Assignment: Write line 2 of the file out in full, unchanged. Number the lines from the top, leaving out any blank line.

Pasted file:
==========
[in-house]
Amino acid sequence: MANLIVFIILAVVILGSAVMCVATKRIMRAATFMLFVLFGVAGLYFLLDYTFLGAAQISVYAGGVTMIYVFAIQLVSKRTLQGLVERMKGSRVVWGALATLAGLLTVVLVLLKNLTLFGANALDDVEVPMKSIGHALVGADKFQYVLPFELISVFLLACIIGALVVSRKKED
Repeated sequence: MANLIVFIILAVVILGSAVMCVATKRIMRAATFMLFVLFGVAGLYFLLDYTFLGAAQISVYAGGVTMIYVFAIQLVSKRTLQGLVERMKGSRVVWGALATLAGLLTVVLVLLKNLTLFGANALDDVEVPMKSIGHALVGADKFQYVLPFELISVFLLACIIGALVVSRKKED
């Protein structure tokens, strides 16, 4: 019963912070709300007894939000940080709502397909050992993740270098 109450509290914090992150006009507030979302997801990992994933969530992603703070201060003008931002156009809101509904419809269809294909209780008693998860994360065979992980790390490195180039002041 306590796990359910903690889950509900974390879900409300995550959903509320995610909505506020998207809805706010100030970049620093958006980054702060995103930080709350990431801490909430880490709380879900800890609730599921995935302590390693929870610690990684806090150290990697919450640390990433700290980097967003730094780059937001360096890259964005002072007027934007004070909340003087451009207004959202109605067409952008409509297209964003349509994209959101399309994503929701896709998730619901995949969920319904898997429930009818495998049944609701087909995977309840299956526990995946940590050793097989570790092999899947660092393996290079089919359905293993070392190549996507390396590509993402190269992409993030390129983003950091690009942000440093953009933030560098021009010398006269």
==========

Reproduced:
Amino acid sequence: MANLIVFIILAVVILGSAVMCVATKRIMRAATFMLFVLFGVAGLYFLLDYTFLGAAQISVYAGGVTMIYVFAIQLVSKRTLQGLVERMKGSRVVWGALATLAGLLTVVLVLLKNLTLFGANALDDVEVPMKSIGHALVGADKFQYVLPFELISVFLLACIIGALVVSRKKED